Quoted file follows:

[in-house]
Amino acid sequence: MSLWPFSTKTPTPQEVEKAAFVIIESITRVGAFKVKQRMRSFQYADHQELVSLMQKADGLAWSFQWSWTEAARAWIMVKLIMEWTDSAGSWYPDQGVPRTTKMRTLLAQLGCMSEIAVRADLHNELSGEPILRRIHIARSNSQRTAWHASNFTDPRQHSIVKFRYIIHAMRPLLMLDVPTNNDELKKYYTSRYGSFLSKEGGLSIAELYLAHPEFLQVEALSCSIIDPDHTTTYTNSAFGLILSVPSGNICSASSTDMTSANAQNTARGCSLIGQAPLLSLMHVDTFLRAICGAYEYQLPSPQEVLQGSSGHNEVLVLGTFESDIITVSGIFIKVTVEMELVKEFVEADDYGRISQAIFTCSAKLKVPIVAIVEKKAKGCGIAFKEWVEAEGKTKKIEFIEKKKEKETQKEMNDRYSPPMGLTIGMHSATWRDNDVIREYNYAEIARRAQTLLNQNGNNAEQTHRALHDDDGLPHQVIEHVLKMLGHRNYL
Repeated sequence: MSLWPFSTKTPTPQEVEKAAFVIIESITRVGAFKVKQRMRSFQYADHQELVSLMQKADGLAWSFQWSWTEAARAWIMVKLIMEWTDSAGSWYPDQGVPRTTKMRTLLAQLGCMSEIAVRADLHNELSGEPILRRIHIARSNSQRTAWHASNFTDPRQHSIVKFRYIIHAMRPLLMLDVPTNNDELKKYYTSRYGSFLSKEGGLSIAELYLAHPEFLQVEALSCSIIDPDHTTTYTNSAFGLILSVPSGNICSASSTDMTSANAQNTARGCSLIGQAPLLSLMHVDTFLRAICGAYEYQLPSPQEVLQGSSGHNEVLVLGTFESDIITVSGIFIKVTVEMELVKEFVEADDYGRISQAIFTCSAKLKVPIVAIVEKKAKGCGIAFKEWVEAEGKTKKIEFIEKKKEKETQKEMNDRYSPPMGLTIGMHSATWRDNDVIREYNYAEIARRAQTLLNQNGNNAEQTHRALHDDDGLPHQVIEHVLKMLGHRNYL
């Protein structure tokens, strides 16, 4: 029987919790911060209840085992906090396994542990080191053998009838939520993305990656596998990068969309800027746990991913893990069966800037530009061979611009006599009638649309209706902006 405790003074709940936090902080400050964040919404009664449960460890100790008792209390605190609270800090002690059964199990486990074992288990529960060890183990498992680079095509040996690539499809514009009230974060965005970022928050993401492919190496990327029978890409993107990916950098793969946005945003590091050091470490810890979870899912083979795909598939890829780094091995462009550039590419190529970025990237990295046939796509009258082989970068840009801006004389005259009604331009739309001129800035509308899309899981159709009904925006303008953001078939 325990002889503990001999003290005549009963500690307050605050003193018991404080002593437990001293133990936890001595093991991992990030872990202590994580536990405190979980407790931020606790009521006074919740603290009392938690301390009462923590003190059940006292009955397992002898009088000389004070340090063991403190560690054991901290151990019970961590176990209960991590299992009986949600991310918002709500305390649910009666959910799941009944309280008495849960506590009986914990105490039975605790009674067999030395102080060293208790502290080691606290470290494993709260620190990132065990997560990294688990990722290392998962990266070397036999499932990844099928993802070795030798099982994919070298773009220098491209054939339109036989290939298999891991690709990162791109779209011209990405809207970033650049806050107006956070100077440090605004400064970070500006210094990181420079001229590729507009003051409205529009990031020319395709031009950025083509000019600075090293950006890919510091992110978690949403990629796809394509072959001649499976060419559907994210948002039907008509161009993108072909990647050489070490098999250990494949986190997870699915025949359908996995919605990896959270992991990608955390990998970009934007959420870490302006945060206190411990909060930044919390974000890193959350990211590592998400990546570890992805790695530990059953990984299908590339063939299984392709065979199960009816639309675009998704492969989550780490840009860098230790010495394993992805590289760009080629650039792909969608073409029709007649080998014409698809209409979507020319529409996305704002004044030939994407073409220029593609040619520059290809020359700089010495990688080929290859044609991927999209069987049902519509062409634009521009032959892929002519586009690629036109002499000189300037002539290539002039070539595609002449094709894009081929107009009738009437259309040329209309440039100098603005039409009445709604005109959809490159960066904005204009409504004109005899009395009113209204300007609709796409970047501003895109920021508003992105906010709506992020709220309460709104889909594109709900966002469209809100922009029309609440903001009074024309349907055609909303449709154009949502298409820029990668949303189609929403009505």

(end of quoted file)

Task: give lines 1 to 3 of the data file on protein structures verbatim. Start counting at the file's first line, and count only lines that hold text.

[in-house]
Amino acid sequence: MSLWPFSTKTPTPQEVEKAAFVIIESITRVGAFKVKQRMRSFQYADHQELVSLMQKADGLAWSFQWSWTEAARAWIMVKLIMEWTDSAGSWYPDQGVPRTTKMRTLLAQLGCMSEIAVRADLHNELSGEPILRRIHIARSNSQRTAWHASNFTDPRQHSIVKFRYIIHAMRPLLMLDVPTNNDELKKYYTSRYGSFLSKEGGLSIAELYLAHPEFLQVEALSCSIIDPDHTTTYTNSAFGLILSVPSGNICSASSTDMTSANAQNTARGCSLIGQAPLLSLMHVDTFLRAICGAYEYQLPSPQEVLQGSSGHNEVLVLGTFESDIITVSGIFIKVTVEMELVKEFVEADDYGRISQAIFTCSAKLKVPIVAIVEKKAKGCGIAFKEWVEAEGKTKKIEFIEKKKEKETQKEMNDRYSPPMGLTIGMHSATWRDNDVIREYNYAEIARRAQTLLNQNGNNAEQTHRALHDDDGLPHQVIEHVLKMLGHRNYL
Repeated sequence: MSLWPFSTKTPTPQEVEKAAFVIIESITRVGAFKVKQRMRSFQYADHQELVSLMQKADGLAWSFQWSWTEAARAWIMVKLIMEWTDSAGSWYPDQGVPRTTKMRTLLAQLGCMSEIAVRADLHNELSGEPILRRIHIARSNSQRTAWHASNFTDPRQHSIVKFRYIIHAMRPLLMLDVPTNNDELKKYYTSRYGSFLSKEGGLSIAELYLAHPEFLQVEALSCSIIDPDHTTTYTNSAFGLILSVPSGNICSASSTDMTSANAQNTARGCSLIGQAPLLSLMHVDTFLRAICGAYEYQLPSPQEVLQGSSGHNEVLVLGTFESDIITVSGIFIKVTVEMELVKEFVEADDYGRISQAIFTCSAKLKVPIVAIVEKKAKGCGIAFKEWVEAEGKTKKIEFIEKKKEKETQKEMNDRYSPPMGLTIGMHSATWRDNDVIREYNYAEIARRAQTLLNQNGNNAEQTHRALHDDDGLPHQVIEHVLKMLGHRNYL